Indian logistics and energy giant Adani has announced that Townsville will be the regional headquarters for its Carmichael mine, rail and port operations.
Momentum has built since the Federal Government signed off on the final approval for the project development.
Various regional centres, including Mackay and the Whitsundays, were vying for the opportunity to host the headquarters of what is touted to be the largest coal mine in the southern hemisphere when built.
Adani was aiming at producing 60Mtpa but that’s reportedly been watered down in the face of pressure from the environmental movement.
Townsville Enterprise (TEL) is touting the project will be responsible for generating 10,000 direct and indirect jobs across construction, engineering, accounting, legal, management and administration.
“We know India is an economic powerhouse and this is an opportunity to build our relationships. Hopefully through this goodwill, partnership and friendship we can open up an international alliance for economic development,” TEL chief executive officer Trish O’Callaghan said.
Green light for pre-construction
Adani Australia chief executive Jeyakumar Janakaraj said today’s announcement marked the start of the pre-construction stage of the project.
“There will be approximately 500-600 jobs during this stage,” Mr Janakaraj said.
“Our mining contractors, and the rail and port construction contractors, will be the major employers during the construction and operational stages.
“This is a significant commitment by Adani to regional Queensland where the Carmichael mine and associated projects will generate 10,000 jobs directly and indirectly and I am pleased that each of the regional centres will benefit from the Carmichael projects.
“The Carmichael mine is primarily aimed at bringing electricity to 100 million people in India, to improve their quality of life and indeed provide them with better health, education and employment opportunities.
“Adani is similarly proud to be bringing this coal project to fruition and thereby generate tens of thousands of jobs for regional Queenslanders.”
Commitment on local jobs
Premier Annastacia Palaszczuk said she had secured commitments from Adani that the workforce for its Carmichael coal project would be sourced from regional Queensland and it would not use foreign workers on 457 visas.
Speaking from Townsville where she met with Adani Group chairman Gautam Adani, the Premier said the State Government had been determined for the project to create as many jobs for regional Queensland as possible.
“Adani had originally proposed to locate its project offices in Brisbane,” she said. “I welcome the Adani commitment to locate them in our regions.”
The plans Adani has revealed for the Carmichael project will see:
- regional headquarters and a remote operations centre based in Townsville;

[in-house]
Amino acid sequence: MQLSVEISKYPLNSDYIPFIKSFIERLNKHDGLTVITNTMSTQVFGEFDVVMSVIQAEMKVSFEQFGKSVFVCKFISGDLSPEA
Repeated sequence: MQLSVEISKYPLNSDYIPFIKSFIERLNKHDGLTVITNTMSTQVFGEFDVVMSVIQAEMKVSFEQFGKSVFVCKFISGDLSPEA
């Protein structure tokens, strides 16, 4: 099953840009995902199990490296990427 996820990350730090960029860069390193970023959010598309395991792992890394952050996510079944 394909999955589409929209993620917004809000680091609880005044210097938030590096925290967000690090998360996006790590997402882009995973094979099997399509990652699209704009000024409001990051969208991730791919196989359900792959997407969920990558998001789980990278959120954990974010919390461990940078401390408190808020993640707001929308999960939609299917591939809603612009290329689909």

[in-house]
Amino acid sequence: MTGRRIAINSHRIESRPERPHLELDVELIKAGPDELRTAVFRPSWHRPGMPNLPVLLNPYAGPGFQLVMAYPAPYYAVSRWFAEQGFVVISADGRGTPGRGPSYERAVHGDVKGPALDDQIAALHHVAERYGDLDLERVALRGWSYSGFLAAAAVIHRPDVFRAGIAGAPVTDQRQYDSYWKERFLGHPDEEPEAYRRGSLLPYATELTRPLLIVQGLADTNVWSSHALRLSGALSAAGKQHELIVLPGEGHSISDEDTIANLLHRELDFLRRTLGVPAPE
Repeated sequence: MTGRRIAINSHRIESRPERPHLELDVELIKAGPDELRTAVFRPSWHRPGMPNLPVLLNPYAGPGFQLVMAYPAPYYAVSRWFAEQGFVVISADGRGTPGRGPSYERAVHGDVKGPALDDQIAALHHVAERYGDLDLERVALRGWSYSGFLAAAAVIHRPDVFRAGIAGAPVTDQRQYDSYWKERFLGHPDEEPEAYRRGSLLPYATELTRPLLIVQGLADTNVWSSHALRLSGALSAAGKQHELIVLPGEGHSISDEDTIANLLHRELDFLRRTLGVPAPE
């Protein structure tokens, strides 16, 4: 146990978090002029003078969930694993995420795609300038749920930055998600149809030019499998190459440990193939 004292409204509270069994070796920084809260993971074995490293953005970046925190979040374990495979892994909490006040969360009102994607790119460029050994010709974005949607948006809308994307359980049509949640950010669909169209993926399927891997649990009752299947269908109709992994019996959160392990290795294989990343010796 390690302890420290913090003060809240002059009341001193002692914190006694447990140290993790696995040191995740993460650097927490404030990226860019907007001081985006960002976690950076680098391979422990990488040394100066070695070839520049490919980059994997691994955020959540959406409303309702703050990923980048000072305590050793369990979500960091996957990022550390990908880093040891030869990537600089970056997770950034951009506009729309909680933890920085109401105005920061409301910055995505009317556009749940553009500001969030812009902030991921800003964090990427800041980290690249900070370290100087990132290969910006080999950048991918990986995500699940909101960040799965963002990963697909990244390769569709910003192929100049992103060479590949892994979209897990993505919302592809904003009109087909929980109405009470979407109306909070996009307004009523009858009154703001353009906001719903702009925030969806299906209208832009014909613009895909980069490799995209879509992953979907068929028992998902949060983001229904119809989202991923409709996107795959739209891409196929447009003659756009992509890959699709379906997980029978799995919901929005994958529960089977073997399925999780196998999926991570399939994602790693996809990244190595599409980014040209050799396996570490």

- rail and port operations headquartered in Bowen;
- mining services based in Mackay;
- rail maintenance and provisioning yard in the Mackay-Bowen region;
- project sourcing centres in Townsville, Charters Towers, Rockhampton, Emerald, Clermont and Moranbah.
Townsville and Rockhampton are being considered as FIFO hubs, with a decision due in 2017 coinciding with the start of early works.
“My government was worked with Adani to ensure the project went through a rigorous and comprehensive assessment process for the mine, rail and port development,” Ms Palaszczuk said.
“We promised the people of Queensland, at the last election, that we would protect the Great Barrier Reef and Caley Valley Wetlands from disposal of dredged spoil from the Abbot Point port expansion.
“We also promised the Queensland Government, on behalf of taxpayers, would not fund project infrastructure.
“We have delivered our commitments and now we look forward to the thousands of new jobs – direct and indirect – to be delivered from the Carmichael Coal project.”
More court battles to come
Queensland Resources Council chief executive Ian Macfarlane applauded the state and federal governments for their support of the project, but warned it was still a long way from the finish line.
“The Adani project still faces multiple court cases from the green activists, most of who reside in inner-city suburbs, hundreds or thousands of kilometres from the project,” Mr Macfarlane said.
“This is why the QRC has called on both levels of governments to overhaul the loopholes in the current legislation that enables green activists to repeatedly hold up projects in court.
“As we know from our current economic data, it’s not just the cities from Townsville to Rockhampton that will benefit, but the flow-on effects will be felt across the entire state.”
He said that during 2015-16 the resources sector was responsible for one in seven jobs across Queensland, while over the past seven years it had generated $476 billion in value to Queensland.